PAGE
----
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RareShare Guide on Genetic Inheritance

Publication date: 3 Jun 2023

How do genes cause rare diseases?


Genetic Inheritance Tutorial

A human gene is made of a substance called DNA, which carries the blueprint for our body structure and instructions for our various organs to function properly. It is estimated that every person has around 25,000 genes. Each gene codes for a protein that is essential for a specific bodily function. These genes are located on structures called chromosomes, which consist of tightly condensed sequences of DNA. Every person has 23 pairs of chromosomes and therefore two copies of each gene, one inherited from each parent. The first 22 pairs of chromosomes are called autosomes and are numbered from one onwards, from smallest to largest. The remaining pair of chromosomes are the sex chromosomes. People who are assigned female at birth have two X chromosomes, whereas people assigned male at birth have one X and one Y chromosome. Thus, the Y chromosome can only be inherited from the father. Every single cell in our body  contains all 23 pairs of chromosomes. Different cell types (such as a lung cell vs. a heart cell) express different genes as they have different functions. Genetic diseases are caused by mutations (changes) in a specific gene that alter its blueprint or instructions. Mutations in different genes can cause different genetic conditions.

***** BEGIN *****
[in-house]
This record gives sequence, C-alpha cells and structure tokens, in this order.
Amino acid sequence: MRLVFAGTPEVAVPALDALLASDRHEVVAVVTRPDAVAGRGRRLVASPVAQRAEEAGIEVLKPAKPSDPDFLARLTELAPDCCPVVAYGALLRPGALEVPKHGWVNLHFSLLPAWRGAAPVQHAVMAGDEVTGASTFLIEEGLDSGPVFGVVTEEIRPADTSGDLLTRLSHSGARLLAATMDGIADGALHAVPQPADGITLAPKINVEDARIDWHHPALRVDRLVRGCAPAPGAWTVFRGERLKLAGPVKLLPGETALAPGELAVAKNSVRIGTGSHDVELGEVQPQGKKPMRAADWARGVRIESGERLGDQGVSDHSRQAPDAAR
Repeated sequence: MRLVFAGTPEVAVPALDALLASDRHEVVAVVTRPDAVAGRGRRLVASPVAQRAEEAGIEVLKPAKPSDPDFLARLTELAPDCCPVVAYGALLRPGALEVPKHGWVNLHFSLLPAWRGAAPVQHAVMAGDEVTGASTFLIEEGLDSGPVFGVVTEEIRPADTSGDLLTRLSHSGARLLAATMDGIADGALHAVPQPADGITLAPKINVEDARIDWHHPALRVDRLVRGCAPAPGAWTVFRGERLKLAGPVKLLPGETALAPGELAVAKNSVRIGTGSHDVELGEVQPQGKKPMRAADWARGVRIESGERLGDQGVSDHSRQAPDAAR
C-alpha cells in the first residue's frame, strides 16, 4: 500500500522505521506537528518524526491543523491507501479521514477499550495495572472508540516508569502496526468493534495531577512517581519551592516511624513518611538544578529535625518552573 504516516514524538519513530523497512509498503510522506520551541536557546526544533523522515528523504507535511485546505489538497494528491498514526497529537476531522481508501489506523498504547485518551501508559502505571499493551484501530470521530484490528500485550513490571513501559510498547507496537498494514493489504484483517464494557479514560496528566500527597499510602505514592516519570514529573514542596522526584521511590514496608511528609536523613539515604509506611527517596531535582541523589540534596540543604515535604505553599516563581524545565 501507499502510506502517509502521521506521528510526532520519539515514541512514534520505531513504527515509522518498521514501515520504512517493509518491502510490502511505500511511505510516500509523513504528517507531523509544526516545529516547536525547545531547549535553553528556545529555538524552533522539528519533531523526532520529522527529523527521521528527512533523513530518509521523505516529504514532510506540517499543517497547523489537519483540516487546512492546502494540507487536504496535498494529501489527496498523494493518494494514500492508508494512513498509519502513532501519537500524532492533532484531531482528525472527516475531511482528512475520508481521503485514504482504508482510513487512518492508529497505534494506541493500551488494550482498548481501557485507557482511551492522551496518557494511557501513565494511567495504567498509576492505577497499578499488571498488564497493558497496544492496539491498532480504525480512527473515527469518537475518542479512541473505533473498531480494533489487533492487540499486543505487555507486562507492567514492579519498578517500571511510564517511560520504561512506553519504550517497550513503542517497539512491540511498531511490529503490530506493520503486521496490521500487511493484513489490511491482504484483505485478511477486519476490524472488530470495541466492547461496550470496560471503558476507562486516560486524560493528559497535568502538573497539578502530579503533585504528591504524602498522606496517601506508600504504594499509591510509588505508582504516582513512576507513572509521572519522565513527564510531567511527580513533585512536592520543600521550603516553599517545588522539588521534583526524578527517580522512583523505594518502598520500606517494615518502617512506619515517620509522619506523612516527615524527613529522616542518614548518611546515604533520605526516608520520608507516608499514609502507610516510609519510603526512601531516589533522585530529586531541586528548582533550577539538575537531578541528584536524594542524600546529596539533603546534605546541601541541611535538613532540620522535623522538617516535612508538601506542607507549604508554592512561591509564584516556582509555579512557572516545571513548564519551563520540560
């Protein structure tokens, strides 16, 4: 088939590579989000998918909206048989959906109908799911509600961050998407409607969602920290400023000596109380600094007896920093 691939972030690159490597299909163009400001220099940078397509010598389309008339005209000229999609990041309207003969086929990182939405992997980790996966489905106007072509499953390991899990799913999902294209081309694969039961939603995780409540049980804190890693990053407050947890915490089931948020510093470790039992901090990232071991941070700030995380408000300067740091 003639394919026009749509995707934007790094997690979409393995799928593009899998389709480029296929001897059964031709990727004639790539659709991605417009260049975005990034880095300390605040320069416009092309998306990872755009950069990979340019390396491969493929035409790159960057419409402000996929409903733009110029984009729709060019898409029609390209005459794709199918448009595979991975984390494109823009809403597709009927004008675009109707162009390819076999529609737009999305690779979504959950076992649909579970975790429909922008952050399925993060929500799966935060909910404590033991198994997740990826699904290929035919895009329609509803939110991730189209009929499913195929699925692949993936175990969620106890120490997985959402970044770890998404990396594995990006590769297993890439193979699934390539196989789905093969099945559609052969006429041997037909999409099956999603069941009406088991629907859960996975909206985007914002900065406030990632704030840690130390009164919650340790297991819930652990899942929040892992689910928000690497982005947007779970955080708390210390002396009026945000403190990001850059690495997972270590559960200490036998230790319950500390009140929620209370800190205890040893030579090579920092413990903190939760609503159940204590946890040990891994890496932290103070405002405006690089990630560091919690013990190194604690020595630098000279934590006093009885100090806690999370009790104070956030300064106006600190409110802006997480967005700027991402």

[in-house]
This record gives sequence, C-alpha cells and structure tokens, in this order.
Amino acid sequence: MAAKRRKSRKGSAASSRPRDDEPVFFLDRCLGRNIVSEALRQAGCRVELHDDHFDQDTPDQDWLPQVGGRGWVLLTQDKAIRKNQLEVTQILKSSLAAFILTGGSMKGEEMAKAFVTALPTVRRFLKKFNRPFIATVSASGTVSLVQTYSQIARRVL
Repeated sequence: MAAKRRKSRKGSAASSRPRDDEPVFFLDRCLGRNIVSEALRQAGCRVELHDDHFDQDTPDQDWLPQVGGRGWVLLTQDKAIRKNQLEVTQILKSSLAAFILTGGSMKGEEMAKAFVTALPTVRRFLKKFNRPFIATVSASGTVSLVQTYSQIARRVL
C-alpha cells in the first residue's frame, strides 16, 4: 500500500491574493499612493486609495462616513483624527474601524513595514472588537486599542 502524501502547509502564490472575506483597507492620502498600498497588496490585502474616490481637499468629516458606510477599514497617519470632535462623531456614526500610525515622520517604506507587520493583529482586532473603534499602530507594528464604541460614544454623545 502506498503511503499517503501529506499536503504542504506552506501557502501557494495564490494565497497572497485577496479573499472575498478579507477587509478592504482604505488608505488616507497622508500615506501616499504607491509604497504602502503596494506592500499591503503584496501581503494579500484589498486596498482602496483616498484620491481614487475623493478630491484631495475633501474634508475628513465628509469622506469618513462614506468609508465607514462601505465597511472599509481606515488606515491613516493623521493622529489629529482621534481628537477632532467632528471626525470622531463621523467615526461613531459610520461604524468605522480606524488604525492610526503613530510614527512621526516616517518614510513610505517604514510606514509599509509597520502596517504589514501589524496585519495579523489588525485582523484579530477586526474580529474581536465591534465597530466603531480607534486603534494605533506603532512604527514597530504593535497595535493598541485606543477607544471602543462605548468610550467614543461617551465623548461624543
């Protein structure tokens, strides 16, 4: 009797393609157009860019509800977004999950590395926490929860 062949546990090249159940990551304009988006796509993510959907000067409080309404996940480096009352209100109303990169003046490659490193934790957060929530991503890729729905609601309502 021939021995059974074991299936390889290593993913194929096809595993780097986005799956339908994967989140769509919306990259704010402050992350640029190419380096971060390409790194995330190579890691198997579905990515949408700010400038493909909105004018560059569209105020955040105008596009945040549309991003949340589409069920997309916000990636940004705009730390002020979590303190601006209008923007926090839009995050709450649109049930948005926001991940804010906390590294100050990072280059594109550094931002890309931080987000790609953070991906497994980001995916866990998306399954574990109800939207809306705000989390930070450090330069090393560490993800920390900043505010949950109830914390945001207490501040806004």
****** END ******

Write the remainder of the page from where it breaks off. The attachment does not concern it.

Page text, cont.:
Autosomal Dominant Inheritance

Autosomal dominant inheritance means that a mutation in one copy of the gene (on one chromosome) is enough to cause the disease. These mutations are located in one of the autosomes (the first 22 chromosomes). Autosomal dominant conditions are typically inherited from one parent with the mutated gene and disorder,  but can also occur randomly in a person. A person with an autosomal dominant genetic condition has a 50% or 1 in 2 chance of passing on the mutated gene and the condition to each of their children. Examples of genetic conditions that show dominant inheritance: Huntington’s Disease and Marfan Syndrome.

Autosomal Recessive Inheritance

Autosomal recessive inheritance means that a mutation must be present on both pairs of chromosomes in order to cause the disease. These mutations are typically located in one of the autosomes (the first 22 chromosomes). Autosomal recessive conditions are inherited from both parents. The parents do not have the disorder and are called carriers since they only have one mutated gene on one of their chromosomes.  Many ultra-rare genetic conditions are caused by recessive inheritance. Examples of genetic conditions that show recessive inheritance: Cystic Fibrosis, Sickle Cell Anemia, and Phenylketonuria (PKU).

X-Linked Recessive Inheritance